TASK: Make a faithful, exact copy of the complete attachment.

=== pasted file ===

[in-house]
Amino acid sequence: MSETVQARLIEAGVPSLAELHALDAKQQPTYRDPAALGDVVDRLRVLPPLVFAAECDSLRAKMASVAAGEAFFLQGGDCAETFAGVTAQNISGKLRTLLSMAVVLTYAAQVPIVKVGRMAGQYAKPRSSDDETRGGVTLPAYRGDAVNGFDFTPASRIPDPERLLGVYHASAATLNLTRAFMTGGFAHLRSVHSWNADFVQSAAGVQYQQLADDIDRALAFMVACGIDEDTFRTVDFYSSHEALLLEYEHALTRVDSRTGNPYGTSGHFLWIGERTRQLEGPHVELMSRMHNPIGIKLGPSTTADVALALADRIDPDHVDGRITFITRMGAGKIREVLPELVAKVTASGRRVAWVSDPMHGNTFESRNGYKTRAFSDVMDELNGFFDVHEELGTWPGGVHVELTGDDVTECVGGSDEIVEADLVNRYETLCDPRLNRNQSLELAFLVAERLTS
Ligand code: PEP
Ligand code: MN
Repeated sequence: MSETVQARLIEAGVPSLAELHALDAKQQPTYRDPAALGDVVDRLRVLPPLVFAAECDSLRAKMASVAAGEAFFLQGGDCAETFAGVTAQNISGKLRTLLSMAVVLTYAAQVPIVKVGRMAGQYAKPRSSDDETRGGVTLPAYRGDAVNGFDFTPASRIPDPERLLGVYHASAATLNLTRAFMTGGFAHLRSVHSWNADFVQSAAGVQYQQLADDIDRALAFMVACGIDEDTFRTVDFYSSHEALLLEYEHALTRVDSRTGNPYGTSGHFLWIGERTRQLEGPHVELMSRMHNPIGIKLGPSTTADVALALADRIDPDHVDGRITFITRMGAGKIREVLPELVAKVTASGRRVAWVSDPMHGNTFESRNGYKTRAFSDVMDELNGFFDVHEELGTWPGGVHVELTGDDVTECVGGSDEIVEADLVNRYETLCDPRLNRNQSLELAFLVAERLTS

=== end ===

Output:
[in-house]
Amino acid sequence: MSETVQARLIEAGVPSLAELHALDAKQQPTYRDPAALGDVVDRLRVLPPLVFAAECDSLRAKMASVAAGEAFFLQGGDCAETFAGVTAQNISGKLRTLLSMAVVLTYAAQVPIVKVGRMAGQYAKPRSSDDETRGGVTLPAYRGDAVNGFDFTPASRIPDPERLLGVYHASAATLNLTRAFMTGGFAHLRSVHSWNADFVQSAAGVQYQQLADDIDRALAFMVACGIDEDTFRTVDFYSSHEALLLEYEHALTRVDSRTGNPYGTSGHFLWIGERTRQLEGPHVELMSRMHNPIGIKLGPSTTADVALALADRIDPDHVDGRITFITRMGAGKIREVLPELVAKVTASGRRVAWVSDPMHGNTFESRNGYKTRAFSDVMDELNGFFDVHEELGTWPGGVHVELTGDDVTECVGGSDEIVEADLVNRYETLCDPRLNRNQSLELAFLVAERLTS
Ligand code: PEP
Ligand code: MN
Repeated sequence: MSETVQARLIEAGVPSLAELHALDAKQQPTYRDPAALGDVVDRLRVLPPLVFAAECDSLRAKMASVAAGEAFFLQGGDCAETFAGVTAQNISGKLRTLLSMAVVLTYAAQVPIVKVGRMAGQYAKPRSSDDETRGGVTLPAYRGDAVNGFDFTPASRIPDPERLLGVYHASAATLNLTRAFMTGGFAHLRSVHSWNADFVQSAAGVQYQQLADDIDRALAFMVACGIDEDTFRTVDFYSSHEALLLEYEHALTRVDSRTGNPYGTSGHFLWIGERTRQLEGPHVELMSRMHNPIGIKLGPSTTADVALALADRIDPDHVDGRITFITRMGAGKIREVLPELVAKVTASGRRVAWVSDPMHGNTFESRNGYKTRAFSDVMDELNGFFDVHEELGTWPGGVHVELTGDDVTECVGGSDEIVEADLVNRYETLCDPRLNRNQSLELAFLVAERLTS